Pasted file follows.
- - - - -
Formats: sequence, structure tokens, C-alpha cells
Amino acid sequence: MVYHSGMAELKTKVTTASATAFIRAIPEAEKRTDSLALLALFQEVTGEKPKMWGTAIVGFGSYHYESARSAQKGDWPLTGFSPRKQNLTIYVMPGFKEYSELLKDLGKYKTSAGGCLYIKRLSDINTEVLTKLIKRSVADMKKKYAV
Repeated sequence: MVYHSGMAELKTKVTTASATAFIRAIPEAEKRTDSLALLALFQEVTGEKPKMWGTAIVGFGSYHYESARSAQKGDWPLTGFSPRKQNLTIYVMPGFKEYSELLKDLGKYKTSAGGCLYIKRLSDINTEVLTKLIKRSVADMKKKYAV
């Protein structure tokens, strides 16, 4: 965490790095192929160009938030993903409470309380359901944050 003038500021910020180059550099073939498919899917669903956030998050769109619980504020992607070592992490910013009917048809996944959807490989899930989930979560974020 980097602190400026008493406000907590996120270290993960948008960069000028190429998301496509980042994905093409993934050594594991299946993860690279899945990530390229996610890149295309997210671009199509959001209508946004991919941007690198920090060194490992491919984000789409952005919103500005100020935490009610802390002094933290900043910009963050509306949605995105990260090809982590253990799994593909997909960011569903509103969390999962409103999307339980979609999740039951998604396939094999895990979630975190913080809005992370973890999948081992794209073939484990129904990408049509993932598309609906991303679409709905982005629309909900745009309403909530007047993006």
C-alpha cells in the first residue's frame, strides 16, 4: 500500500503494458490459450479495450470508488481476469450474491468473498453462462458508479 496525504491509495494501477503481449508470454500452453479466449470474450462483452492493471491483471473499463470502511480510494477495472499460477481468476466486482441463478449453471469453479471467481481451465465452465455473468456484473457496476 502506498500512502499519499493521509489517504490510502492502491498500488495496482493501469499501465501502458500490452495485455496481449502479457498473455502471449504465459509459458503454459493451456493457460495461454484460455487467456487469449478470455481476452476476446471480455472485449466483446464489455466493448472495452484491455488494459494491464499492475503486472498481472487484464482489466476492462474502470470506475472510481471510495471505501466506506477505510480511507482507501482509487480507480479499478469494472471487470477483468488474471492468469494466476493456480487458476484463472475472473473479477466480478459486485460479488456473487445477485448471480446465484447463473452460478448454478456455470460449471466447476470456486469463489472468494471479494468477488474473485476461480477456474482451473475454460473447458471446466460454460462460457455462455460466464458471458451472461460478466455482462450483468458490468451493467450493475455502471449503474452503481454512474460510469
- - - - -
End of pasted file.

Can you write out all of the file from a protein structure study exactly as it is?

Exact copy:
Formats: sequence, structure tokens, C-alpha cells
Amino acid sequence: MVYHSGMAELKTKVTTASATAFIRAIPEAEKRTDSLALLALFQEVTGEKPKMWGTAIVGFGSYHYESARSAQKGDWPLTGFSPRKQNLTIYVMPGFKEYSELLKDLGKYKTSAGGCLYIKRLSDINTEVLTKLIKRSVADMKKKYAV
Repeated sequence: MVYHSGMAELKTKVTTASATAFIRAIPEAEKRTDSLALLALFQEVTGEKPKMWGTAIVGFGSYHYESARSAQKGDWPLTGFSPRKQNLTIYVMPGFKEYSELLKDLGKYKTSAGGCLYIKRLSDINTEVLTKLIKRSVADMKKKYAV
């Protein structure tokens, strides 16, 4: 965490790095192929160009938030993903409470309380359901944050 003038500021910020180059550099073939498919899917669903956030998050769109619980504020992607070592992490910013009917048809996944959807490989899930989930979560974020 980097602190400026008493406000907590996120270290993960948008960069000028190429998301496509980042994905093409993934050594594991299946993860690279899945990530390229996610890149295309997210671009199509959001209508946004991919941007690198920090060194490992491919984000789409952005919103500005100020935490009610802390002094933290900043910009963050509306949605995105990260090809982590253990799994593909997909960011569903509103969390999962409103999307339980979609999740039951998604396939094999895990979630975190913080809005992370973890999948081992794209073939484990129904990408049509993932598309609906991303679409709905982005629309909900745009309403909530007047993006």
C-alpha cells in the first residue's frame, strides 16, 4: 500500500503494458490459450479495450470508488481476469450474491468473498453462462458508479 496525504491509495494501477503481449508470454500452453479466449470474450462483452492493471491483471473499463470502511480510494477495472499460477481468476466486482441463478449453471469453479471467481481451465465452465455473468456484473457496476 502506498500512502499519499493521509489517504490510502492502491498500488495496482493501469499501465501502458500490452495485455496481449502479457498473455502471449504465459509459458503454459493451456493457460495461454484460455487467456487469449478470455481476452476476446471480455472485449466483446464489455466493448472495452484491455488494459494491464499492475503486472498481472487484464482489466476492462474502470470506475472510481471510495471505501466506506477505510480511507482507501482509487480507480479499478469494472471487470477483468488474471492468469494466476493456480487458476484463472475472473473479477466480478459486485460479488456473487445477485448471480446465484447463473452460478448454478456455470460449471466447476470456486469463489472468494471479494468477488474473485476461480477456474482451473475454460473447458471446466460454460462460457455462455460466464458471458451472461460478466455482462450483468458490468451493467450493475455502471449503474452503481454512474460510469